Community Watch: Kaduna’s Mishigi In Need Of Social Amenities
Mishigi, Nigeria – Most residents of Mishigi villages [Hayin Kogi-Mishigi] located in Igabi local government area of Kaduna, Northwest Nigeria, are subsistence farmers living by a riverbank that separates them from other communities. Despite thriving in agriculture, the people of Mishigi lack social amenities such as primary healthcare center, schools, and good roads.
With sparse road network, exporting farm produce from the community to markets in the state has been a significant challenge for the people. While they depend on Canoe as a major means of transportation, accessing health facilities also pose a threat to livelihoods.
Pregnant women from Mishigi village trek long distance to get a boat to cross the river to attend antenatal service in neighboring communities. There have been women who lost their lives trying to cross the river by canoe.
A resident of Mishigi, Samsudeen Abdulmudallib, explained to Rural reporters how he lost his wife during childbirth.
“She died inside a canoe as we tried to rush her to a clinic not far away from our community,” he recounted.
“A friend, helped me to get her into the canoe because she was bleeding [severely] and by the time we arrived the hospital she was dead,” he said.
Some other men living in the community also have similar stories to share.
“Most times, women start their labor around midnight and because we have no accessible road or bridge, [we use a canoe] the only alternative to town,” Abdulmudallib said.
The canoe drivers may have gone home by that time of the night making it more difficult to get the women to the hospital.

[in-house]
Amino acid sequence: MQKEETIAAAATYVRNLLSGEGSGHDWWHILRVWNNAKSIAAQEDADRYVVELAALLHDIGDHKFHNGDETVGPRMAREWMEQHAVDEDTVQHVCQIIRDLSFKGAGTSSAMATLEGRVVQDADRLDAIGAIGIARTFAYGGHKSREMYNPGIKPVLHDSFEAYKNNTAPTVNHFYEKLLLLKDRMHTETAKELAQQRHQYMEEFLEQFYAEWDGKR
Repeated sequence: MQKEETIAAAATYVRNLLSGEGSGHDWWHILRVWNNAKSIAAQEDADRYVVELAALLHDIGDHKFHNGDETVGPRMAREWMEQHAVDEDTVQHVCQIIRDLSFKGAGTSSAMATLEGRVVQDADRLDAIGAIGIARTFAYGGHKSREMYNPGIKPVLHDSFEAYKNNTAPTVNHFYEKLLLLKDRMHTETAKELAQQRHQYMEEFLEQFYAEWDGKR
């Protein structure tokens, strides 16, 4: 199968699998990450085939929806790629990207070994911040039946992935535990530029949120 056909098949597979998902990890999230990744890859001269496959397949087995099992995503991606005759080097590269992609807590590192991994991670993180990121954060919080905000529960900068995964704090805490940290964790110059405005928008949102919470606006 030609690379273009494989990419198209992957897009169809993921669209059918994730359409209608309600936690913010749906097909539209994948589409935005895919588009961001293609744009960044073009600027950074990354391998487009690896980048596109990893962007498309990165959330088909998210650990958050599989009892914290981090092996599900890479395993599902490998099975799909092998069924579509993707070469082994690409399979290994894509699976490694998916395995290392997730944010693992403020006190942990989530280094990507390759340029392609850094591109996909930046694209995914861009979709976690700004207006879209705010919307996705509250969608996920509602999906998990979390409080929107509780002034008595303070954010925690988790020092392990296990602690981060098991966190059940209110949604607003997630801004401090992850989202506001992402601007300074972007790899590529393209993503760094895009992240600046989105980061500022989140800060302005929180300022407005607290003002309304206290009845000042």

“Sometimes, we have no choice but to take them back home,” he said.
Abdulmudallib added that some of the women returned home are lucky to deliver at home while others are not as they either die or lose the baby before morning.
Dan Auta, another resident, said his wife was almost due to deliver when he decided to take her to his family across the river to be close to a primary healthcare clinic.
”As you can see, I’m taking her out of the village until she gives birth because no serious man will allow his wife to die in this abandoned community,” he said.
Dan Auta said the people in the community have been appealing to Kaduna State Government to provide a Primary Healthcare Centre and a bridge across the river. Their appeal is yet to yield a positive result.
A constructed bridge across the river linking the community with others will ease transportation problem in the area and will also boost economic activities in the community, Auta explained.
“The bridge will help our farmers to transport our farm produce to markets in the city which means it will improve our income,” he said.
For now, there is nothing in Mishigi to show that government exists.